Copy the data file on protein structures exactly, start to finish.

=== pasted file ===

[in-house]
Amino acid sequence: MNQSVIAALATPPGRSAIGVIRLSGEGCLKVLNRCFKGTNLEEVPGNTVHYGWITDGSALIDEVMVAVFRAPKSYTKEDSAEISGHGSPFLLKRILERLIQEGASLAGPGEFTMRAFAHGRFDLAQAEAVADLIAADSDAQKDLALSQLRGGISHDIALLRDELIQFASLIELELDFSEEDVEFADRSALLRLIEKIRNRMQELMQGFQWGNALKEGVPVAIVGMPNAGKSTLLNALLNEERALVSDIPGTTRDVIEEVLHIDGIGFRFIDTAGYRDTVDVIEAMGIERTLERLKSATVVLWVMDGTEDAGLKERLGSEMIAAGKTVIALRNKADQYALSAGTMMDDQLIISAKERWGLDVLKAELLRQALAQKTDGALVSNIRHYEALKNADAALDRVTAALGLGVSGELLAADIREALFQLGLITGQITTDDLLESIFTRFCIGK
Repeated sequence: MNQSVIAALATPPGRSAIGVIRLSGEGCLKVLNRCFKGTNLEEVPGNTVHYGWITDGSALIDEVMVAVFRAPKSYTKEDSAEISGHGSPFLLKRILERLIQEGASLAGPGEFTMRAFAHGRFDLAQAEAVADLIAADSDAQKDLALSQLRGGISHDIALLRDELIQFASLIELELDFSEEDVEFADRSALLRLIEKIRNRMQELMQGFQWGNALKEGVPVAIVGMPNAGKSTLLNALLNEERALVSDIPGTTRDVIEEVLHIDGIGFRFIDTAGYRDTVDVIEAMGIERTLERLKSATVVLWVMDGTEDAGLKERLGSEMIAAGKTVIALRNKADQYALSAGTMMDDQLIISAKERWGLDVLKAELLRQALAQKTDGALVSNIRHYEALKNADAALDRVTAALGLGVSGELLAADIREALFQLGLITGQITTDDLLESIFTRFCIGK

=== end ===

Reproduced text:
[in-house]
Amino acid sequence: MNQSVIAALATPPGRSAIGVIRLSGEGCLKVLNRCFKGTNLEEVPGNTVHYGWITDGSALIDEVMVAVFRAPKSYTKEDSAEISGHGSPFLLKRILERLIQEGASLAGPGEFTMRAFAHGRFDLAQAEAVADLIAADSDAQKDLALSQLRGGISHDIALLRDELIQFASLIELELDFSEEDVEFADRSALLRLIEKIRNRMQELMQGFQWGNALKEGVPVAIVGMPNAGKSTLLNALLNEERALVSDIPGTTRDVIEEVLHIDGIGFRFIDTAGYRDTVDVIEAMGIERTLERLKSATVVLWVMDGTEDAGLKERLGSEMIAAGKTVIALRNKADQYALSAGTMMDDQLIISAKERWGLDVLKAELLRQALAQKTDGALVSNIRHYEALKNADAALDRVTAALGLGVSGELLAADIREALFQLGLITGQITTDDLLESIFTRFCIGK
Repeated sequence: MNQSVIAALATPPGRSAIGVIRLSGEGCLKVLNRCFKGTNLEEVPGNTVHYGWITDGSALIDEVMVAVFRAPKSYTKEDSAEISGHGSPFLLKRILERLIQEGASLAGPGEFTMRAFAHGRFDLAQAEAVADLIAADSDAQKDLALSQLRGGISHDIALLRDELIQFASLIELELDFSEEDVEFADRSALLRLIEKIRNRMQELMQGFQWGNALKEGVPVAIVGMPNAGKSTLLNALLNEERALVSDIPGTTRDVIEEVLHIDGIGFRFIDTAGYRDTVDVIEAMGIERTLERLKSATVVLWVMDGTEDAGLKERLGSEMIAAGKTVIALRNKADQYALSAGTMMDDQLIISAKERWGLDVLKAELLRQALAQKTDGALVSNIRHYEALKNADAALDRVTAALGLGVSGELLAADIREALFQLGLITGQITTDDLLESIFTRFCIGK